• Other medical conditions: Conditions such as having an over-active thyroid for a long period of time; conditions that can cause severe inflammations such as rheumatoid arthritis and inflammatory bowel disease; conditions which lead to poor absorption of food from the bowel, such as coeliac disease, Type I diabetes, chronic liver disease, hyperthyroidism and conditions causing prolonged immobility can also lead to the development of osteoporosis.

Certain medications such as prolonged use of steroids can also weaken bone. Drugs used to suppress oestrogen and testosterone can also lead to weakening of the bones. There are a number of other drugs, on which your GP will have more information, that can also lead to weakening of bones and development of osteoporosis.

Dr Mike Irani

Patients with any of the above risk factors but it becomes more common with age affecting about 15% of white people in their 50s and 70% of those over 80 years of age. It is more common in woman than men and 2-8% of males are affected whereas 9-38% of females are affected. About 22 million woman and 5.5 million men in the European Union had osteoporosis in 2010. In the United States in 2010, approximately 8 million woman and 1.2 million men had osteoporosis. White and Asian people are at greater risk.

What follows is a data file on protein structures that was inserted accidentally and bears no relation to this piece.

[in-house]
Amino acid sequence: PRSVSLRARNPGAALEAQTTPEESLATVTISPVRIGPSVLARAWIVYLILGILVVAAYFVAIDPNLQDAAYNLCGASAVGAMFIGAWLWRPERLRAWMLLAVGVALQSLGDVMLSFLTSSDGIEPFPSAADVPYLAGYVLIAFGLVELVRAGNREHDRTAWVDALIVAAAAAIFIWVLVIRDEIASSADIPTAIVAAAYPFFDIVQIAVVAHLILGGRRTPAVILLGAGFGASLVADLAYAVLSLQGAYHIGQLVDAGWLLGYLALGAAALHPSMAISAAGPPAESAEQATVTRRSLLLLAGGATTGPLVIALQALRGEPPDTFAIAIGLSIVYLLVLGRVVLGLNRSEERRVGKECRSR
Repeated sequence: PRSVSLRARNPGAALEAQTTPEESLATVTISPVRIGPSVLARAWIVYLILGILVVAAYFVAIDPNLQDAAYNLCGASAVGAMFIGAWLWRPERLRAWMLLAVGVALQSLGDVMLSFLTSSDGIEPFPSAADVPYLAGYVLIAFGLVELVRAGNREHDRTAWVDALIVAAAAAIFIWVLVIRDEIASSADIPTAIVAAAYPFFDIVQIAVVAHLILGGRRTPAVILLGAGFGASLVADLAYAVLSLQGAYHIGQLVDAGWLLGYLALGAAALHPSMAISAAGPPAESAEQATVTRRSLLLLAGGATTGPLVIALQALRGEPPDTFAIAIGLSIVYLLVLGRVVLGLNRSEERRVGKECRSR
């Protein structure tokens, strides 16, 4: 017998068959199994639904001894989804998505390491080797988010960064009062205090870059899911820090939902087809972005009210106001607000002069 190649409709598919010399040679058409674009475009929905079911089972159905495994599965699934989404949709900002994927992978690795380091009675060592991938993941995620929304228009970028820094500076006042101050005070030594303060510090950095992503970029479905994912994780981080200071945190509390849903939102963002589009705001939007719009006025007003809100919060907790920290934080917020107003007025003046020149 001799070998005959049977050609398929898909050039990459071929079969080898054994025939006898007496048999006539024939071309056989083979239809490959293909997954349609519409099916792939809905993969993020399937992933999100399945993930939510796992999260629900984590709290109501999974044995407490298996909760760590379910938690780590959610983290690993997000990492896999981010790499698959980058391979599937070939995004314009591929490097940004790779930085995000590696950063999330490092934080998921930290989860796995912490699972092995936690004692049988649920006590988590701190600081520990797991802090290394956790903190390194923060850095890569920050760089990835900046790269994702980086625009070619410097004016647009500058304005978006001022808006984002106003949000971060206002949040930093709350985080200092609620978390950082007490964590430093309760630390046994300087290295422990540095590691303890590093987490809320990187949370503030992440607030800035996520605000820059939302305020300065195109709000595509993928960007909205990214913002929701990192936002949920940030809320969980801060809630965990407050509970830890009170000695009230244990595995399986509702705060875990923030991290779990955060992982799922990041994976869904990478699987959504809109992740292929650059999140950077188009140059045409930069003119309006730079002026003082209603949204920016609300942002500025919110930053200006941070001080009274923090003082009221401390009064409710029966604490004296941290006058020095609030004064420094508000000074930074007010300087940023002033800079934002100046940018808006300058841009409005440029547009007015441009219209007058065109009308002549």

What are the symptoms of osteoporosis?

Dr Peter Prouse

Usually there are no symptoms of osteoporosis and it is only discovered when a person breaks a bone in a relatively minor fall or accident. Most commonly this is a broken or fractured wrist or fracture in the spine, but the most severe fracture due to osteoporosis is that of a hip fracture.

Dr Mike Irani